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Photographer's Note

Looking over the mere on to Framlingham Castle and St. Michael's Church.

Framlingham Castle is a castle in the market town of Framlingham in Suffolk in England. An early mote and bailey or ring work Norman castle was built on the Framlingham site by 1148, but this was destroyed by Henry II of England in the aftermath of the revolt of 1173-4. Its replacement, constructed by Roger Bigod, the Earl of Norfolk, was unusual for the time in having no central keep, but instead using a curtain wall with thirteen mural towers to defend the centre of the castle. Despite this, the castle was successfully taken by King John in 1216 after a short siege. By the end of the 13th century, Framlingham had become a luxurious home, surrounded by extensive parkland used for hunting.

During the 15th and 16th centuries Framlingham was at the heart of the estates of the powerful Mowbray and Howard families. Two artificial meres were built around the castle, which was expanded in fashionable brick. With a large, wealthy household to maintain, the castle purchased supplies from across England and brought in luxury goods from international markets. Extensive pleasure gardens were built within the castle and older parts redesigned to allow visitors to enjoy the resulting views. By the end of the 16th century, however, the castle fell into disrepair and after the final Howard owner, Theophilus, entered into financial difficulties the castle and the surrounding estates were sold off.

Framlingham Castle was given to Pembroke College as a philanthropic gesture in 1636, after which the internal buildings were taken down to make way for the construction of a poorhouse within the site. The castle was used in this way until 1839 when the facility was closed; the castle was then used as a drill hall and as a county court. In 1913, Pembroke College donated Framlingham to the Commissioner of Works. During the Second World War, Framlingham Castle was used by the British military as part of the regional defences against a potential German invasion. Today, Framlingham Castle is a scheduled monument and a grade I listed building, owned by English Heritage and run as a tourist attraction.

Saint Michael's Church..


There is no other Suffolk church quite like St Michael. Suffolk is famous for its naves, but the nave here is almost hidden, squeezed between the huge chancel, longer and wider than the nave to which it is attached, the great tower, and two ornate aisles. The pretty clerestory peeps up in the middle, as if the nave were standing on tip-toe to take a look at the outside world. .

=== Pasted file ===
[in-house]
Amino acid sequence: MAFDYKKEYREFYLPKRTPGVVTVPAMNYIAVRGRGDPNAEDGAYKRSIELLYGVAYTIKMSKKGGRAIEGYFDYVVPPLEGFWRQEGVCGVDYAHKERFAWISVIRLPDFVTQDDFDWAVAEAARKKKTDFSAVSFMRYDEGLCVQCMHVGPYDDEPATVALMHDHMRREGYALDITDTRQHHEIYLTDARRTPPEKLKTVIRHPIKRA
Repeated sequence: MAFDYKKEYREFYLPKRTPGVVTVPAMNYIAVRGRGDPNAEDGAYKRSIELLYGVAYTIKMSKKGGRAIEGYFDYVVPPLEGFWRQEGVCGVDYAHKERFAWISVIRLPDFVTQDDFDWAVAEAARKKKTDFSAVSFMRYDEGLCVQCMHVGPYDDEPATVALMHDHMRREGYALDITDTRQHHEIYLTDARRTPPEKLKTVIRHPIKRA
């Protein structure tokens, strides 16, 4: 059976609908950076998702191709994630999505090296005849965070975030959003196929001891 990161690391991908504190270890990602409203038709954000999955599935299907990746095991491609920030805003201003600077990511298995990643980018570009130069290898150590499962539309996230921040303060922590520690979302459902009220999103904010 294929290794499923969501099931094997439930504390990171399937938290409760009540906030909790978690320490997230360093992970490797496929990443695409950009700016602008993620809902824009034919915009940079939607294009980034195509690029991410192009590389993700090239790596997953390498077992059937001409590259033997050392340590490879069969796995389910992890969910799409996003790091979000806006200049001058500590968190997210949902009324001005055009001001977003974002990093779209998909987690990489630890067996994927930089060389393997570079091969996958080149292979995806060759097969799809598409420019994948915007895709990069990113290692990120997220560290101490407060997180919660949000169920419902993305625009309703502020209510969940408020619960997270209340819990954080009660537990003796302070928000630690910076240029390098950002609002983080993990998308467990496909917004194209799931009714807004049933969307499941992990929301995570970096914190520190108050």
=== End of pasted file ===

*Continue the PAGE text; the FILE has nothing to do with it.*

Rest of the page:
Wills specialist Simon Cotton noted that quite a few bequests in the last years of the 15th century left money for the tower, although there is evidence that it hadn't been started by 1500. This means it must have been built pretty much in one campaign, the battlements topping it out on the very eve of the Reformation. But it is the chancel that makes St Michael an extraordinary church. Whereas at Lavenham, Long Melford and elsewhere, the churches were rebuilt by the new money of 15th century industrial Suffolk as great spaces for public piety, here the rebuilding was effectively an expedient measure for a landed family. The Howards, the Dukes of Norfolk, residents of the nearby castle, lost their family mausoleum at Thetford Priory to the dissolution of the monasteries in the 1530s. They built the great chancel here as a new one, to be their final resting place for generations to come. It wasn't finished until 1554, after the brief but militantly protestant intervention of Edward VI's reign, when Mary I seemed to have brought some stability to the English church again.

In these turbulent years of the mid-Sixteenth Century, they had backed Catholic Mary's claim to the throne against that of the protestant Lady Jane Grey and seemed, for a brief while, to have chosen the winning side. However, when Mary died just five short years after her accession and Catholic England was lost forever, their patronage was not forgotten. The Howards retired, licking their wounds, to their other castle at Arundel in Sussex, leaving the new Church of England a fascinating document of how the Reformation years affected a great landed family, a moment frozen in time. Framlingham's Catholic community today meet in the nearby parish church of St Clare, a bare shadow of this former glory, although, ironically, their great Cathedral at Norwich was built by a direct descendant of the Howards. Info Wiki and Suffolk Churches.

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Photo Information
  • Copyright: Iain Richardson (RhodieIke) Gold Star Critiquer/Gold Note Writer [C: 819 W: 1 N: 2616] (11512)
  • Genre: Places
  • Medium: Color
  • Date Taken: 2014-02-02
  • Categories: Daily Life
  • Exposure: f/6.3, 1/160 seconds
  • More Photo Info: view
  • Photo Version: Original Version
  • Date Submitted: 2014-02-16 0:51
Viewed: 349
Points: 18
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